But as we do that we can all too easily overlook the power of Peter’s sermon to the crowd gathered in Jerusalem that day. Our Lectionary does not help us here, cutting Peter off half way through his sermon which fills almost all of the reminder of the second chapter of the Book of Acts.
It is a sermon which powerfully and passionately places the Good News of Jesus Christ into the great story of God’s love for creation. It is a sermon which calls for us to repent and believe the Good news, and it is a sermon which calls us to change our lives.
And as the sermon comes to an end we hear of the lives that were changes as three-thousand were baptised and added to their number.
As we move through the Book of Acts we find again and again that this community filled with courage and strength by the spirit use it, as Peter did on the day of Pentecost, to proclaim the truth God reveals to us in Jesus Christ.
Again and again we hear of the apostles ‘filled with the Holy Spirit’ preaching the Good News of Jesus Christ.
Peter to the Annas, Caiaphas and the high priests; Stephen before his trial and execution; Paul preaching on the Aereopagus; and so many more examples remind us that in the great gift of the Spirit we receive this day is that gift to bring truth and meaning to Jesus’ words from our Gospel that:
When the Spirit of truth comes, he will guide you into all the truth
So on this day of Pentecost how can we respond, how can we be filled with the Spirit so that we might be guided into all truth?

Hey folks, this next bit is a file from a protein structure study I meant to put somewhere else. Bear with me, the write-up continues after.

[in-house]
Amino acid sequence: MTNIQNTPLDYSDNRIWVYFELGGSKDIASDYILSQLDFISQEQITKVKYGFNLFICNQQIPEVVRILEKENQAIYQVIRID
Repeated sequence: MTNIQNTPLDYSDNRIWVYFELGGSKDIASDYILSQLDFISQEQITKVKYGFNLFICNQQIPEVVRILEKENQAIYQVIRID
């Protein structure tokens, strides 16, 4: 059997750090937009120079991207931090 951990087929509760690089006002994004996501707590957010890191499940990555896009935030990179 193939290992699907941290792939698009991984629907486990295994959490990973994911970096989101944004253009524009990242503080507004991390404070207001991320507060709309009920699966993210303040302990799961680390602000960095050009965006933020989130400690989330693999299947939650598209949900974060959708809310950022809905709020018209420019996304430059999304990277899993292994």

Well we can return to Michael Curry’s sermon for help.
At the end of his extraordinary, spirit filled Sermon yesterday Michael Curry quoted on the words of one of his favourite American Spirituals There is a balm in Gilead which is an encouragement to us all.
If you cannot preach like Peter,
And you cannot pray like Paul,
You can tell the love of Jesus,
How he died to save us all
Crucially for us on this day of Pentecost the words then go on to say:
Sometimes I feel discouraged,
And think my work’s in vain,
But then the Holy Spirit
Revives my hope again.
What we discover this day is that, even if we feel discouraged or disheartened, it is the Spirit, that great gift of God’s love to us this day, which fills us, and strengthens us, and guides us as we go on with this work of the Gospel.
And so, it is true, that sometimes your preacher will worry they can’t preach like Peter – or Michael Curry for that matter – but knowing that we can all pray that the Spirit revives that hope again.
Some of us will feel anxious that we cannot pray like Paul, but we can draw encouragement from the Spirit to guide us to the places of truth we find in prayer.
And we can look at the broken world in which we live and worry that there is nothing we can do. And then we find the Spirit filling us to serve each other, to care to those most in need, to show the true and deep and transforming power of that love we saw proclaimed in word and deed in St George’s Chapel yesterday, and we know what we have to do in word and deed ourselves, because guided by the Spirit:
If we cannot preach like Peter,
And we cannot pray like Paul,
We can tell the love of Jesus,
How he died to save us all.